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Theories of Mathematical Learning

Edited by Leslie P. Steffe, Pearla Nesher, Paul Cobb, Bharath Sriraman, Brian Greer

Routledge – 1996 – 544 pages

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  • Add to CartPaperback: $92.95
    978-0-8058-1662-4
    August 1st 1996
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    978-0-8058-1661-7
    September 1st 1996

Description

Chemists, working with only mortars and pestles, could not get very far unless they had mathematical models to explain what was happening "inside" of their elements of experience -- an example of what could be termed mathematical learning.

This volume contains the proceedings of Work Group 4: Theories of Mathematics, a subgroup of the Seventh International Congress on Mathematical Education held at Université Laval in Québec. Bringing together multiple perspectives on mathematical thinking, this volume presents elaborations on principles reflecting the progress made in the field over the past 20 years and represents starting points for understanding mathematical learning today. This volume will be of importance to educational researchers, math educators, graduate students of mathematical learning, and anyone interested in the enterprise of improving mathematical learning worldwide.

Contents

Contents: Preface. Part I: P. Cobb, Sociological and Anthropological Perspectives on Mathematics Learning. P. Cobb, B. Jaworski, N. Presmeg, Emergent and Sociocultural Views of Mathematical Activity. J. Voigt, Negotiation of Mathematical Meaning in Classroom Processes: Social Interaction and Learning Mathematics. G.B. Saxe, T. Bermudez, Emergent Mathematical Environments in Children's Games. J. Richards, Negotiating the Negotiation of Meaning: Comments on Voigt (1992) and Saxe and Bermudez (1992). A.D. Schliemann, D.W. Carraher, Negotiationg Mathematical Meanings In and Out of School. E. Yackel, Social Interaction and Individual Cognition. B. van Oers, Learning Mathematics as a Meaningful Activity. E.A. Forman, Learning Mathematics as Participation in Classroom Practice: Implications of Sociocultural Theory for Educational Reform. K. Crawford, Cultural Processes and Learning: Expectations, Actions, and Outcomes. J.W. Stigler, C. Fernandez, M. Yoshida, Traditions of School Mathematics in Japanese and American Elementary Classrooms. Part II: B. Greer, Cognitive Science Theories and Their Contributions to the Learning of Mathematics. B. Greer, Theories of Mathematics Education: The Role of Cognitive Analyses. G. Hatano, A Conception of Knowledge Acquisition and Its Implications for Mathematics Education. G. Vergnaud, The Theory of Conceptual Fields. D.W. Carraher, Learning About Fractions. P.W. Thompson, Imagery and the Development of Mathematical Reasoning. R.B. Davis, Cognition, Mathematics, and Education. Part III: G.A. Goldin, The Contribution of Constructivism to the Learning of Mathematics. G.A. Goldin, Theory of Mathematics Education: The Contributions of Constructivism. E. von Glasersfeld, Aspects of Radical Constructivism and Its Educational Recommendations. F. Marton, D. Neuman, Phenomenography and Children's Experience of Division. P. Ernest, Varieties of Constructivism: A Framework for Comparison. N. Herscovics, The Construction of Conceptual Schemes in Mathematics. G. Booker, Constructing Mathematical Conventions Formed by the Abstraction and Generalization of Earlier Ideas: The Development of Initial Fraction Ideas. G.A. Goldin, J.J. Kaput, A Joint Perspective on the Idea of Representation in Learning and Doing Mathematics. C.A. Maher, A.M. Martino, Young Children Invent Methods of Proof: The Gang of Four. C. Janvier, Constructivism and Its Consequences for Training Teachers. Part IV: Perspectives on the Nature of Mathematical Learning. W. Dörfler, Is the Metaphor of Mental Object Appropriate for a Theory of Learning Mathematics? L.P. Steffe, H.G. Wiegel, On the Nature of a Model of Mathematical Learning.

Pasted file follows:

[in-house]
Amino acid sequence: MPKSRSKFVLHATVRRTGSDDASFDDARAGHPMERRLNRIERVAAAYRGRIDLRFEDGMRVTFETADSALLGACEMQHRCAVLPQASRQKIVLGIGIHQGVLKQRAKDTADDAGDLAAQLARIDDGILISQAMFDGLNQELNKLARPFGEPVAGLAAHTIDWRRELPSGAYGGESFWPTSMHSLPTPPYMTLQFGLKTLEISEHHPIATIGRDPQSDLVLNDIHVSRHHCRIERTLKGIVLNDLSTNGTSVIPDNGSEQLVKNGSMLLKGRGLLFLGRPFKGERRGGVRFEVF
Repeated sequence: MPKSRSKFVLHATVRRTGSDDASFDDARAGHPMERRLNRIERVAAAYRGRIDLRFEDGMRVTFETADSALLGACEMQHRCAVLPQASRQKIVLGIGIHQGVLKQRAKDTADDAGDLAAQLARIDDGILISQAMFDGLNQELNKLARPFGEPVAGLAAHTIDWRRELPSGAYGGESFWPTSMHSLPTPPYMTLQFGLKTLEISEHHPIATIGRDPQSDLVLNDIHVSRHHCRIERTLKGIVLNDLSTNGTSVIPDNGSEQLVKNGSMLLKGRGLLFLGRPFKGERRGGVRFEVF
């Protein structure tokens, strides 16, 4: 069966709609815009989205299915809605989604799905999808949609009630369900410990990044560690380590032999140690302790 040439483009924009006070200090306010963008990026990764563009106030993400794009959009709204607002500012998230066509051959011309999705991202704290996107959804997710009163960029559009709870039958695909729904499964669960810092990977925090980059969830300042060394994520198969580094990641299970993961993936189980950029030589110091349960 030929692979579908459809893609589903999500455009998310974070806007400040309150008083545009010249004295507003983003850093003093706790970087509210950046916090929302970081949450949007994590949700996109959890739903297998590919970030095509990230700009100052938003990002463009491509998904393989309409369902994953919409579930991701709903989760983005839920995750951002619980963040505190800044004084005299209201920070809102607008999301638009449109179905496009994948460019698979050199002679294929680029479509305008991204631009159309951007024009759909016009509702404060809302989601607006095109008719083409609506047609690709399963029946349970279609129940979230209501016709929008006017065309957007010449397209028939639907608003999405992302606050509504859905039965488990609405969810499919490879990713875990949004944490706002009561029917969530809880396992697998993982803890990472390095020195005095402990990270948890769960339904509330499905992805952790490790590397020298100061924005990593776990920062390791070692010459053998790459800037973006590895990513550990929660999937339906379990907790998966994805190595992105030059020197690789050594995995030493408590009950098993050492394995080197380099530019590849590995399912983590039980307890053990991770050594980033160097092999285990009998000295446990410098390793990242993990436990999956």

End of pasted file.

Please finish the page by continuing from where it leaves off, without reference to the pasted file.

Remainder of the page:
Name: Theories of Mathematical Learning (Paperback)Routledge 
Description: Edited by Leslie P. Steffe, Pearla Nesher, Paul Cobb, Bharath Sriraman, Brian Greer. Chemists, working with only mortars and pestles, could not get very far unless they had mathematical models to explain what was happening "inside" of their elements of experience -- an example of what could be termed mathematical learning. This...
Categories: Cognitive Science, Mathematics